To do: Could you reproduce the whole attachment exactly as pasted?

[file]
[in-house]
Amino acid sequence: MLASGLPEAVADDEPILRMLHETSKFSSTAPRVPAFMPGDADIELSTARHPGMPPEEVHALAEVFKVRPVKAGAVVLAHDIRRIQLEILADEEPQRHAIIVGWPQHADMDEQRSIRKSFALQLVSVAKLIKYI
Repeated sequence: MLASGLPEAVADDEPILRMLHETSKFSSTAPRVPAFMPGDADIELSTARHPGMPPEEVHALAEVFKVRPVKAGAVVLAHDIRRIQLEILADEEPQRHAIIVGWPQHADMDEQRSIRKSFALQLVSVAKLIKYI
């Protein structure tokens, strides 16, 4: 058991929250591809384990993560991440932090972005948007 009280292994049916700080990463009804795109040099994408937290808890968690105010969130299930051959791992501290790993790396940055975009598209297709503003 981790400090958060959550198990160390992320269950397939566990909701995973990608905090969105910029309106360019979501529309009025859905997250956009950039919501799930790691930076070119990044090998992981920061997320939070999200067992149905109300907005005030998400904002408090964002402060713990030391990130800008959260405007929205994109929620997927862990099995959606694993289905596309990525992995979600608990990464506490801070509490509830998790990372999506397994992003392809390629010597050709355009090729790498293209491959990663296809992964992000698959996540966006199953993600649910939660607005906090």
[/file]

[in-house]
Amino acid sequence: MLASGLPEAVADDEPILRMLHETSKFSSTAPRVPAFMPGDADIELSTARHPGMPPEEVHALAEVFKVRPVKAGAVVLAHDIRRIQLEILADEEPQRHAIIVGWPQHADMDEQRSIRKSFALQLVSVAKLIKYI
Repeated sequence: MLASGLPEAVADDEPILRMLHETSKFSSTAPRVPAFMPGDADIELSTARHPGMPPEEVHALAEVFKVRPVKAGAVVLAHDIRRIQLEILADEEPQRHAIIVGWPQHADMDEQRSIRKSFALQLVSVAKLIKYI
């Protein structure tokens, strides 16, 4: 058991929250591809384990993560991440932090972005948007 009280292994049916700080990463009804795109040099994408937290808890968690105010969130299930051959791992501290790993790396940055975009598209297709503003 981790400090958060959550198990160390992320269950397939566990909701995973990608905090969105910029309106360019979501529309009025859905997250956009950039919501799930790691930076070119990044090998992981920061997320939070999200067992149905109300907005005030998400904002408090964002402060713990030391990130800008959260405007929205994109929620997927862990099995959606694993289905596309990525992995979600608990990464506490801070509490509830998790990372999506397994992003392809390629010597050709355009090729790498293209491959990663296809992964992000698959996540966006199953993600649910939660607005906090």